substance use by either partner, and non-monogamy by either partner as the main reasons that
their intimate relationships ended.
For relationships that survive the incarceration period, reentry can bring a new set of stressors.
Family members have been described as the “front line” of reentry, and individuals returning
from prison are highly dependent on them for material, economic, and emotional support
(Bobbitt & Nelson, 2004). This can place a heavy burden on partners who want to welcome a
loved one home but feel ill-equipped to meet the reentering person’s needs (Comfort, 2007;
Cooke, 2005). When relationship difficulties that arose during incarceration are unresolved,
partnership dynamics can be sources of tension, hindering post-release efforts to desist from
criminal activity and avoid reincarceration (Bahr, Harris, Fisher, & Harker Armstrong, 2010;
Capaldi, Kim, & Owen, 2008; Herrera, Wiersma, & Cleveland, 2010; Nurse, 2004).


Specific factors found to contribute to low marriage rates and relationship dissolution among
formerly incarcerated men include barriers to becoming economic providers due to lack of
employment opportunities, the fact that men who spend portions of their lives behind bars have
less time in the community to develop relationships with potential partners, and the effects of
sustained separation from existing partners (Edin, 2000; Lane et al., 2004; Massoglia,
Remster, & King, 2011; Pager, 2007; Wilson, 1996). The role of contact through letters, phone
calls, and visits has been repeatedly identified as pivotal in maintaining family ties during (and
possibly after) an incarceration (Braman & Wood, 2003; Christian, 2005; Comfort, 2002;
Hairston, 1991). Such ties have consistently been found to play an important role in lower
recidivism, decreased substance use, and other positive outcomes when men return home
from prison, pointing to the importance of providing services and programs that can help
support them (Bales & Mears, 2008; Bobbitt & Nelson, 2004; Hagan & Coleman, 2001;
Hairston, 1988; Laub, Nagin, & Sampson, 1998; Shapiro & Schwartz, 2001).

Understanding what supports strong relationship quality among formerly incarcerated men and
their partners could therefore have an impact on individual, interpersonal, and community
safety and wellbeing. The findings presented here, drawn from a couples-based longitudinal
study of families affected by incarceration, give insight into issues facing couples before,
during, and after incarceration and identify key factors that predict stronger couple relationships
after release.
To identify whether couple relationships changed during incarceration and reentry, and what
factors influenced those changes, we focused on three dimensions of relationship status from
the general population literature. First, we assessed rates and predictors of self-defined
relationship status, a widely used construct in relationship research. Self-defined relationship
status is particularly important for this study given prior evidence from justice-involved samples
that the majority of men are unmarried but consider themselves to be in an intimate relationship
(Day, Acock, Bahr, & Arditti, 2005; Khan, Behrend, Adimora, Weir, White, et al., 2011). This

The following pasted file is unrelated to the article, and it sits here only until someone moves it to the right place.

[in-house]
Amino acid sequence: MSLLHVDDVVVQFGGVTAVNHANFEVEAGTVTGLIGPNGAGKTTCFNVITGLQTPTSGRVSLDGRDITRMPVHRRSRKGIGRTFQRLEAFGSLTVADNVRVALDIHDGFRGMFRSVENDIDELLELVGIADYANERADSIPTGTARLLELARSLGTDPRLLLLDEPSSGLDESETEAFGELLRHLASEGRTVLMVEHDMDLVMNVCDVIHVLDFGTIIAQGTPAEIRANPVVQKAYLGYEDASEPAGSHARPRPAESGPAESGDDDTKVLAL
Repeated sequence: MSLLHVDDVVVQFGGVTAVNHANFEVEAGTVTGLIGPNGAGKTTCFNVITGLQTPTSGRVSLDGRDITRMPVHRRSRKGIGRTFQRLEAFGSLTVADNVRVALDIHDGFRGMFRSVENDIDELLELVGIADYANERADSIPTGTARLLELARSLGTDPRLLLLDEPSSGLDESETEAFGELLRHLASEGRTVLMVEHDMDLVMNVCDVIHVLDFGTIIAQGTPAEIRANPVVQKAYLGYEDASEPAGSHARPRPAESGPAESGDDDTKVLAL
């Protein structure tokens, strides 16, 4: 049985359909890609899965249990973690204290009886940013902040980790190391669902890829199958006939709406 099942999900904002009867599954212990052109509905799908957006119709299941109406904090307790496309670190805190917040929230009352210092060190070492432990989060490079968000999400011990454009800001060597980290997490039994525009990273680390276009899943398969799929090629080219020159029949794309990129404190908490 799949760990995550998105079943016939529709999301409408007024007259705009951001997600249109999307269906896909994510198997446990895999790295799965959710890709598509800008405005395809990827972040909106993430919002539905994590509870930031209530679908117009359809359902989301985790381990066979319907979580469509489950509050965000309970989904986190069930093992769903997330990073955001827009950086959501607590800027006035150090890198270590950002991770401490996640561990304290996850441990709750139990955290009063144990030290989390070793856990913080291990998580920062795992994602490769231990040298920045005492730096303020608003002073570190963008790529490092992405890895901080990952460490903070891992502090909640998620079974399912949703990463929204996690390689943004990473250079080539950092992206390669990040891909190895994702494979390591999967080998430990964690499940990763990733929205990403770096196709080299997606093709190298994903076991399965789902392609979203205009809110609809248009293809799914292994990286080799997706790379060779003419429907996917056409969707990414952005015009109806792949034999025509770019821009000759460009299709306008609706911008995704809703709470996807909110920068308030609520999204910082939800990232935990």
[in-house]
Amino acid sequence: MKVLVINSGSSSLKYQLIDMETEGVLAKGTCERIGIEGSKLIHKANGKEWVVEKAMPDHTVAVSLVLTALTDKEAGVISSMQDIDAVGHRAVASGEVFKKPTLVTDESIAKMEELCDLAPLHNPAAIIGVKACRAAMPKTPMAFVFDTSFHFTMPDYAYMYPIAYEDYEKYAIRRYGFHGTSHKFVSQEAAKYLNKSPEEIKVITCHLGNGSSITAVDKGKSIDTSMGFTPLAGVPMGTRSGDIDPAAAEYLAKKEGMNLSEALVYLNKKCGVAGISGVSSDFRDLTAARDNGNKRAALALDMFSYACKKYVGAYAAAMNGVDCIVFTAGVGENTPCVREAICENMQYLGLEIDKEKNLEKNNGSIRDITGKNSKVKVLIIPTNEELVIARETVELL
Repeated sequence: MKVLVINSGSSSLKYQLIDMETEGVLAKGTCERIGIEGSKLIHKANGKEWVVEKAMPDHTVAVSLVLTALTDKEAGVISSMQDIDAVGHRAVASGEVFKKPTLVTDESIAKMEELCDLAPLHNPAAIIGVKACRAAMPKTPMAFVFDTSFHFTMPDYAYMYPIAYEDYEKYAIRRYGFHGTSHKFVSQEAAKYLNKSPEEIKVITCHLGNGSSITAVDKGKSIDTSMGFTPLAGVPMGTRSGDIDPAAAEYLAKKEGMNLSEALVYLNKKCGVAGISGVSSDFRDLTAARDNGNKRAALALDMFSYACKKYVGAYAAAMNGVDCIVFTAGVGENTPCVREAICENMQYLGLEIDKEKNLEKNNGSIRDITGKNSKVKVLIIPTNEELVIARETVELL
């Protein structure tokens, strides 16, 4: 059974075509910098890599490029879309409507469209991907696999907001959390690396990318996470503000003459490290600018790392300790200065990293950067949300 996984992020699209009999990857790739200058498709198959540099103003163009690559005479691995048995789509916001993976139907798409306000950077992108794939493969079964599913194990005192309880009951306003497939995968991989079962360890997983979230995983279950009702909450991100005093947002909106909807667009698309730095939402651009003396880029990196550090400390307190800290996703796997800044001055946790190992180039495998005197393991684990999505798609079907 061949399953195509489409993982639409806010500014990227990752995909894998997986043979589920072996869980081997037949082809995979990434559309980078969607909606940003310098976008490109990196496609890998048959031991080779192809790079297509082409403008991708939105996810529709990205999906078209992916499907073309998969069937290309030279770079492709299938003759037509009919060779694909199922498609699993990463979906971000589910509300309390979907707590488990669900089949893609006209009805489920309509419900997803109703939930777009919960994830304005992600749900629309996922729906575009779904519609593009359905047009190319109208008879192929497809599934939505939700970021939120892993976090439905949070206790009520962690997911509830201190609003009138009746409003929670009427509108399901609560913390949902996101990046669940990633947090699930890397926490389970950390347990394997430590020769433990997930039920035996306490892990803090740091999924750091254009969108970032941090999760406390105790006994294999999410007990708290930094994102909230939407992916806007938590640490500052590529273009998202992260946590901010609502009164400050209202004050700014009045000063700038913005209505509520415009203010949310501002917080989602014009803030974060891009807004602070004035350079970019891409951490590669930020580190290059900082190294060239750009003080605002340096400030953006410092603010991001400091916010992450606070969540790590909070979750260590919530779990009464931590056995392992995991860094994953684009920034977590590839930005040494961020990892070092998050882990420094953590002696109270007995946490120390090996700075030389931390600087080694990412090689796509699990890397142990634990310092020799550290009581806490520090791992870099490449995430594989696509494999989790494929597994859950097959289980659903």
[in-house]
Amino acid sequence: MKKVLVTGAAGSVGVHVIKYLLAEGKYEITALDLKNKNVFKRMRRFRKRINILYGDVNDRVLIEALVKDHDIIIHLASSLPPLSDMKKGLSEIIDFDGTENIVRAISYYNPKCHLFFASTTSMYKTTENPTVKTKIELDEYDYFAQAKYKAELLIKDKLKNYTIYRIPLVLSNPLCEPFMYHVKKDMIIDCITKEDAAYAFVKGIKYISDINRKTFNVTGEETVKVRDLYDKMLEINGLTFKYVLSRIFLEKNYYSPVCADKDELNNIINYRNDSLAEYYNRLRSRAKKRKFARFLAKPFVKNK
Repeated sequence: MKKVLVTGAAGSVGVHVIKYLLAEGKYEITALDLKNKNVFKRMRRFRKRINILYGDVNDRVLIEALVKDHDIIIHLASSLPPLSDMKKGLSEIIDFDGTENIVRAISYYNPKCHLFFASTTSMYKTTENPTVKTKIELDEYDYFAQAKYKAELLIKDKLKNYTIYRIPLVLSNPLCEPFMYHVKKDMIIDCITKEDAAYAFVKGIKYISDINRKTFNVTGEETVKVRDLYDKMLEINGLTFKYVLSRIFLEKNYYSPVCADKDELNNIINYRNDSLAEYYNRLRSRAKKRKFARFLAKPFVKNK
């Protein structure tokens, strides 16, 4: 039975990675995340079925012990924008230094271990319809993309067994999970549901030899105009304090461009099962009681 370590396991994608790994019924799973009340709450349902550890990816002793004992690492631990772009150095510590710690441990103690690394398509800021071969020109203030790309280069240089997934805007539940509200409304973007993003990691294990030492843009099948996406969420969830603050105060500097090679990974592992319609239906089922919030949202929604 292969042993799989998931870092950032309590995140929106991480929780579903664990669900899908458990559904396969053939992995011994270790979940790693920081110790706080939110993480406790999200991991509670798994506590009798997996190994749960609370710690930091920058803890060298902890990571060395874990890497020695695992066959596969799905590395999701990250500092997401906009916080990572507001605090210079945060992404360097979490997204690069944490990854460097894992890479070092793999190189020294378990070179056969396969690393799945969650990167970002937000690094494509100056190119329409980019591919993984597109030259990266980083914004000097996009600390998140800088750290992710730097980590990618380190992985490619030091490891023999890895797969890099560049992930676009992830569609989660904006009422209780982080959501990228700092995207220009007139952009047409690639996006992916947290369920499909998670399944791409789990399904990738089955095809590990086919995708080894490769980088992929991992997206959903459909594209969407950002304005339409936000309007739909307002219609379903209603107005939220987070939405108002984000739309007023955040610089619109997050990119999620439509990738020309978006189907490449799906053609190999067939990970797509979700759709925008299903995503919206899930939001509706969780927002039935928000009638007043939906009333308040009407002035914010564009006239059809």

construct was operationalized in our analysis as whether the male and female partners both
endorsed that they were “romantically involved” with one another at a given survey wave.
Second, we examined rates and predictors of couple coresidence after release. This
construct was chosen based on prior research indicating that the physical separation of the
incarcerated partner from the household is a highly salient aspect of the incarceration
experience for many couples (Massoglia et al., 2011). Whether incarceration has a transitory
(e.g., during the time of imprisonment only) or permanent (lasting beyond the incarceration
itself) influence on couple coresidence is not yet understood. Third, we assessed rates and
predictors of relationship exclusivity (i.e., monogamy) after release, based on evidence for
the central role of exclusivity in prior research on relationship status and dissolution among
justice-involved couples (Khan, Behrend, Adimora, Weir, Tisdale, et al., 2011).
The independent variables explored as predictors of post-release couple relationship status in
this brief were chosen based on literature identifying these factors as being likely to influence
intimate relationship stability or dissolution in either the general population or among couples
affected by incarceration. Baseline marital status, communication skills, and relationship
happiness were all examined on the basis of general population research that links each of
these four constructs to relationship stability over time (Bumpass & Sweet, 1995; Robinson &
Blanton, 1993; Rosenfeld, 2014). Receipt of relationship education, which has been
associated with increased communication skills and relationship happiness in some impact
studies (Lundquist, Hsueh, Lowenstein, Faucetta, Gubits, Michalopoulos, & Knox, 2014; Wood,
Moore, Clarkwest, Killewald, & Monahan, 2012), was also examined. Duration of the male
partner’s incarceration was included in the models based on literature suggesting that
prolonged separation from a partner increases likelihood of relationship dissolution (Massoglia

et al., 2011). Fidelity was included based on prior research indicating that non-monogamy is
an important cause of relationship dissolution among couples in which one partner is
incarcerated (Khan, Behrend, Adimora, Weir, Tisdale, et al., 2011). Finally, previous research
has identified increased family contact during incarceration in the form of visits, letters, and
phone calls as contributing to decreased recidivism upon release (Bales & Mears, 2008; Berg
& Huebner, 2010; Hairston, 1991; Mills & Codd, 2008). While its impact on post-release
partner relationship outcomes was not examined in these studies, the observed influence of